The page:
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Background documentation Content Models  Locate the document in its SAP Library structure

Individual SAP applications create meta-data models for the various types of documents that they use that have relationships to each other. These models are called content models.

A content model describes on an abstract level the characteristics of the individual content entities in the Knowledge Provider. The documents in the content model are classified according to content type. Examples of content type are end-user documentation and scanned documents.

Knowledge Provider Content Model

The Knowledge Provider content model is called a three-level content model, as it contains three levels for administration data:

A number of physical documents is assigned to a logical document. A physical document represents an individual document, while a logical document represents a collection of documents.

A document can consist of different files, that is, every physical document can have one or more components. Every component, for its part, is associated with one content entity.

Knowledge Provider Content Model

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Note

With the Knowledge Provider, you can model two-layer content models.

In this case, an application using the Knowledge Provider does not need any logical documents, as only physical documents and components are used.

Application-Specific Content Model

Applications can use the Knowledge Providerís document infrastructure to develop their own content models. At runtime, the Knowledge Provider accesses these application-specific content models and uses the meta-information they contain to execute the required services. This allows applications to define their own attributes or particular types of versioning, for example.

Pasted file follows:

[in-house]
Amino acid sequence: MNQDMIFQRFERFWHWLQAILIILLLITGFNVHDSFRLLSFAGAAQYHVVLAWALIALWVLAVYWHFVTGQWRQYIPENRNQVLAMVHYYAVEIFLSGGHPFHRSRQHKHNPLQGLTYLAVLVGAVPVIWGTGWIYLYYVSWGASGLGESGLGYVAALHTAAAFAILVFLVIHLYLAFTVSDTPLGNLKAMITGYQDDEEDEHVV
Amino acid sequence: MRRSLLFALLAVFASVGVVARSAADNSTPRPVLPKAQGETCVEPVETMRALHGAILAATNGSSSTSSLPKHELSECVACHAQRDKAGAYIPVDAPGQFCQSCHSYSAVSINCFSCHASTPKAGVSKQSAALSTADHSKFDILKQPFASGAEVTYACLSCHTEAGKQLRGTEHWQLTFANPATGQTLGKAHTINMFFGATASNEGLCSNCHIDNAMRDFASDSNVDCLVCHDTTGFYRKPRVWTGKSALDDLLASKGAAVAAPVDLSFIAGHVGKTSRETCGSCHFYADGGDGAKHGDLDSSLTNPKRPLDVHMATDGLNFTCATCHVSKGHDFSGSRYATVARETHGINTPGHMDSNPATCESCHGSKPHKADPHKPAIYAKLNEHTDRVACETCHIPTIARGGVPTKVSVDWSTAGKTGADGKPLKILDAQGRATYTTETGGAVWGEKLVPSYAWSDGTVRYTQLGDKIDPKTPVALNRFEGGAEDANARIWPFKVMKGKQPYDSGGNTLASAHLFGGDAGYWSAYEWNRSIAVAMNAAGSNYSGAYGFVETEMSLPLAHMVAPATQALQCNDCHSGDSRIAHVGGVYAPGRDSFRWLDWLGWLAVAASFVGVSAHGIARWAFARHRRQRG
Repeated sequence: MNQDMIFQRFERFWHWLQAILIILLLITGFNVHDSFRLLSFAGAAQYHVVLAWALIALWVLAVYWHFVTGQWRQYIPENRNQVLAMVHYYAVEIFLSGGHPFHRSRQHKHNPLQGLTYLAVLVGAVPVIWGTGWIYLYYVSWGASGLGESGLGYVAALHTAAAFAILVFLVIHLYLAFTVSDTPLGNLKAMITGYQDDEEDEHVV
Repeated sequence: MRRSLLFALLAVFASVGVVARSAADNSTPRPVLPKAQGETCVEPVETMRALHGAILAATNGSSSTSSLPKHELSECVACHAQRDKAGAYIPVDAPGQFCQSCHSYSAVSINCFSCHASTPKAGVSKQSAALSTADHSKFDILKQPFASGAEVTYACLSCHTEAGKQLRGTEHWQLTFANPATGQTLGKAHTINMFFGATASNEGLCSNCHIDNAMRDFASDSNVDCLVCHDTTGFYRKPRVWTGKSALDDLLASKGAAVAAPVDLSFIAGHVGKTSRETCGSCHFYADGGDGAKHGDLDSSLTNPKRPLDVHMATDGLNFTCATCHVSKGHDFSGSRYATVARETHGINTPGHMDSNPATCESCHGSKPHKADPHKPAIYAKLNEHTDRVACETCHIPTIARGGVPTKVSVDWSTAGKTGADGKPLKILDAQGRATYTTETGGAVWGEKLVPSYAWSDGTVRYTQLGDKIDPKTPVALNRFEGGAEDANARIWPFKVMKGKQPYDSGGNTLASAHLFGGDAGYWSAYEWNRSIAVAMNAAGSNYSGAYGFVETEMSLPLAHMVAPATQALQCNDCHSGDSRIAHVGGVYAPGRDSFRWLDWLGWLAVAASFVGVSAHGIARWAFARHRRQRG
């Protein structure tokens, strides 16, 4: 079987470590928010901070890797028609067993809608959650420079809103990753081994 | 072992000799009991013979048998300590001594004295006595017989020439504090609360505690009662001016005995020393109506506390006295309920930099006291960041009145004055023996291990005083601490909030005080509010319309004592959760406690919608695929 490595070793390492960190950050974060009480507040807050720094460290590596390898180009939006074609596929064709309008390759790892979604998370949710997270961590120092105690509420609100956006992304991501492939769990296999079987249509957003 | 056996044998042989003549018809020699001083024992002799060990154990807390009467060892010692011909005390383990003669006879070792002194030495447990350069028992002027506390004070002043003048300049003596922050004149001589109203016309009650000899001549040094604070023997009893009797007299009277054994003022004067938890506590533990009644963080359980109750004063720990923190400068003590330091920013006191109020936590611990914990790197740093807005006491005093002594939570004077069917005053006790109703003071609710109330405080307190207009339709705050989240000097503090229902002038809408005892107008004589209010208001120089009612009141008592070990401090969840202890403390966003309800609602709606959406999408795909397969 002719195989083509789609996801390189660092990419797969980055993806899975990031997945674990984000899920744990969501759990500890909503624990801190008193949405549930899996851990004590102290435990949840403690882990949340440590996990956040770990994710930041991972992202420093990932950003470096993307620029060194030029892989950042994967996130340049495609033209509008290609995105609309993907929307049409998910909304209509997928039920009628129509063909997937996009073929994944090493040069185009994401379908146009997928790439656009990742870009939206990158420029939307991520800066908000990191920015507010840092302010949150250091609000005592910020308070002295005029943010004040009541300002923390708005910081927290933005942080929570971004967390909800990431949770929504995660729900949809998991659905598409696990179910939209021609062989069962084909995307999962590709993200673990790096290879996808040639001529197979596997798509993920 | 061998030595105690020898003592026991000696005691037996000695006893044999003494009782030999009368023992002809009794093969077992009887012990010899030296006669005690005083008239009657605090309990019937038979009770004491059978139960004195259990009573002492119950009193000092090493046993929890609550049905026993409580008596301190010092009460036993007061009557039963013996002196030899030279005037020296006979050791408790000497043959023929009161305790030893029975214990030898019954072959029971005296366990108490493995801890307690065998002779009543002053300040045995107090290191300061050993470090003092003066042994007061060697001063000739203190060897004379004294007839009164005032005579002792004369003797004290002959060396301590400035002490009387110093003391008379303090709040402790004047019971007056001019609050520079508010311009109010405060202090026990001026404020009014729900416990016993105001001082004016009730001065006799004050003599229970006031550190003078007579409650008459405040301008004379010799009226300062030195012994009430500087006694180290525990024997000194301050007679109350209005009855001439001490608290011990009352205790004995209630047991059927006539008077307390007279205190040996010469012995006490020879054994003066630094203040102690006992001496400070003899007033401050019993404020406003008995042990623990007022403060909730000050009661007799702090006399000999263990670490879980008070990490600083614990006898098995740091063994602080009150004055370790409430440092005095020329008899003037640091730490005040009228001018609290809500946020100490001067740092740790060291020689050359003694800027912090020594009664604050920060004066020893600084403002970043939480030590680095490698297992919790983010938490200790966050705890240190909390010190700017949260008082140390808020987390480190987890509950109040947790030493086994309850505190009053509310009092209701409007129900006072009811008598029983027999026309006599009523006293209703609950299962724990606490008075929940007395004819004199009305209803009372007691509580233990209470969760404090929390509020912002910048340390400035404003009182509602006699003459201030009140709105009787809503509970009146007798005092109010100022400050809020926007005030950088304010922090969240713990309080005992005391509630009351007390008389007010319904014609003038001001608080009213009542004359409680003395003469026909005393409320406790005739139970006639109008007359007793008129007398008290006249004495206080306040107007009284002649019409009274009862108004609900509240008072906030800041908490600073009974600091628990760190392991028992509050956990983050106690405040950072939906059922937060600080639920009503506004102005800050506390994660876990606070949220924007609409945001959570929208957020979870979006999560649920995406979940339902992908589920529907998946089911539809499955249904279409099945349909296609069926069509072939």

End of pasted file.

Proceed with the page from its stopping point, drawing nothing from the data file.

First, the application decides whether it will use a two-level or a three-level model. If it is likely that the documents will be subject to changes or a versioning procedure, the three-level model should be used. Possible changes could be changes to the content, language, and format. The two-level model is only suitable for documents to which no changes will be made and which will not be subject to a versioning procedure.

The three-level model is also recommended in situations where a number of context-dependent instances of a particular physical document coexist.

Once the application decides on the two-level or three-level model, the content model can itself be modeled in the following steps:

The last step sets rules for creating relationships of particular classes between instances of logical and physical documents. During runtime, the Knowledge Provider accesses this information in the application-specific content model to find out whether a particular activity is allowed. You can use these rules to ensure that only allowed relationships between content versions of physical documents occur.

Note

You can create your own content model using the Document Modeling Workbench (transaction DMWB). For information on the DMWB, see Document Modeling Workbench.

 

 

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